Edited By Leyre Ruiz de Zarobe and Yolanda Ruiz de Zarobe
The aim of this book is to reflect this development, providing evidence from four main areas crucial to pragmatics across languages and cultures: a description of a variety of speech acts and politeness strategies in different languages and cultures, a cross-cultural comparison of several speech acts and patterns of politeness, an in-depth analysis of issues concerning the learning and teaching of speech acts and politeness in second/foreign languages, as well as some methodological resources in pragmatics.
This book is intended for researchers, scholars and students interested in the field of pragmatics, in general, or in the fields of cross-cultural and second/foreign language pragmatics, and specifically for those interested in speech acts and politeness. It will also be useful to any scholar interested in how communication and culture are related.
Section 3 Speech Acts and Politeness in Second/Foreign Language Teaching and Learning 239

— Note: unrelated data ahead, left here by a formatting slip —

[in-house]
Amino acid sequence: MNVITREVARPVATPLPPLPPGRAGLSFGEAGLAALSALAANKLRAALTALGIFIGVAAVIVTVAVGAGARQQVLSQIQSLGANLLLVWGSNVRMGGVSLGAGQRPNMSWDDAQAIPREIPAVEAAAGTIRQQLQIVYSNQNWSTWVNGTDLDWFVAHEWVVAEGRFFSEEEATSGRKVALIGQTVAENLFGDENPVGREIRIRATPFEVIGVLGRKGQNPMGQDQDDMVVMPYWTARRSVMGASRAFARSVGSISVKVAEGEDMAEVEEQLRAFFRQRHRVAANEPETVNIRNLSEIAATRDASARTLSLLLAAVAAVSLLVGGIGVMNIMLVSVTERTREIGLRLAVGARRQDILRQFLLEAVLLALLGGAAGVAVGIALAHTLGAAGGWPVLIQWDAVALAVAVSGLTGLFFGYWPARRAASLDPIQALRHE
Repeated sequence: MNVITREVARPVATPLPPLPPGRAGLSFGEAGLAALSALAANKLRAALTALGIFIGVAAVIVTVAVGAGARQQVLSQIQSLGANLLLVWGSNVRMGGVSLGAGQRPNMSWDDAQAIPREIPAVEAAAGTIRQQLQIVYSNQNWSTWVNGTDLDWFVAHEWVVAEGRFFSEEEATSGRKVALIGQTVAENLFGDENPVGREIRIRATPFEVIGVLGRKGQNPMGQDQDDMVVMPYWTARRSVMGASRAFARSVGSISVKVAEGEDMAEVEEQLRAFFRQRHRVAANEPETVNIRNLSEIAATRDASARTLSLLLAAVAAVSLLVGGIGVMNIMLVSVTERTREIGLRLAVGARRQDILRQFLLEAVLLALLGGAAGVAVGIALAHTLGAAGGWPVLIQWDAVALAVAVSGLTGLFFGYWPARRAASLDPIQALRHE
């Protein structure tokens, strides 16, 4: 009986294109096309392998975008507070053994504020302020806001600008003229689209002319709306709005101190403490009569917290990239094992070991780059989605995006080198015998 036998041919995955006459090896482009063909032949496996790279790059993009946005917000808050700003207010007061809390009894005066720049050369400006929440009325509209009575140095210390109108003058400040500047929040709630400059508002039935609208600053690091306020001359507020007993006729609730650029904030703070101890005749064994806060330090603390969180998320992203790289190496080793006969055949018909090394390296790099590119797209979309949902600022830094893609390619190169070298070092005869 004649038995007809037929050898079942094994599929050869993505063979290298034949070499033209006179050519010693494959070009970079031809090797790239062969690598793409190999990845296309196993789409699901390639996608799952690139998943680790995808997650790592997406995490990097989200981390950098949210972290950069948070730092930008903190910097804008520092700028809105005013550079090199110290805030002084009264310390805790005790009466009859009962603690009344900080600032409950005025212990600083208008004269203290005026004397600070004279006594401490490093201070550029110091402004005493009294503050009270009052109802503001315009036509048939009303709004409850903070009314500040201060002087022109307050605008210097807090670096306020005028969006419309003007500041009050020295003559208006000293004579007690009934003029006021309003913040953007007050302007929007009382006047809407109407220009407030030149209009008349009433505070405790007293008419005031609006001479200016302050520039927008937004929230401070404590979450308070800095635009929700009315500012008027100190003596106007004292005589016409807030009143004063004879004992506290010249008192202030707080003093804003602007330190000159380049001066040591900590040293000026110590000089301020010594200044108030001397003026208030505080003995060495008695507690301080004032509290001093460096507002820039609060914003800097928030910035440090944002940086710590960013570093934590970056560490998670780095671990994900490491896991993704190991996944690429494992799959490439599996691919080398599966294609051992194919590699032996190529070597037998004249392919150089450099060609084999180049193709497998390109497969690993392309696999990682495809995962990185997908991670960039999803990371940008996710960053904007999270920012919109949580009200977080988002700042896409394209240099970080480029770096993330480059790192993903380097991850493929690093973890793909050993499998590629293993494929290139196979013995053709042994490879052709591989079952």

Section 3 Speech Acts and Politeness in Second/Foreign Language Teaching and Learning J. CÉSAR FÉLIX-BRASDEFER / MARIA HASLER-BARKER Complimenting and Responding to a Compliment in the Spanish FL Classroom: From Empirical Evidence to Pedagogical Intervention 1. Introduction The ability to produce and comprehend communicative action in a second language (L2) encompasses different types of knowledge in order to learn the pragmatics of the target language. Although adult learners are equipped with universal pragmatic competence (implicit knowledge of speech acts [e. g., requests or compliments], routine formulas, rules of turn-taking, ability to open and close a conversa- tion, and rules of (im)politeness, etc.) (Kasper/Rose 2002: 165), learn- ers may also benefit from exposure to pragmatic input in the L2 envi- ronment and the instruction of pragmatics in the foreign language (FL) classroom (Bardovi-Harlig 2001, Rose 2005). According to Leech (1983) and Thomas (1983), pragmatics includes two com- ponents. The first, pragmalinguistic knowledge, refers to the linguis- tic resources that are available in a particular language and that are necessary to express a specific communicative effect. This includes knowledge of different forms and their meanings, as in a compliment ‘That’s a nice sweater.’ The second component, sociopragmatic knowl- edge, refers to knowledge of social conventions at the perception level, including awareness of the differences in social distance or social power among interlocutors, such as when it is culturally ap- propriate to give a compliment to a person of equal or unequal status. Both pragmalinguistic and sociopragmatic knowledge are crucial...
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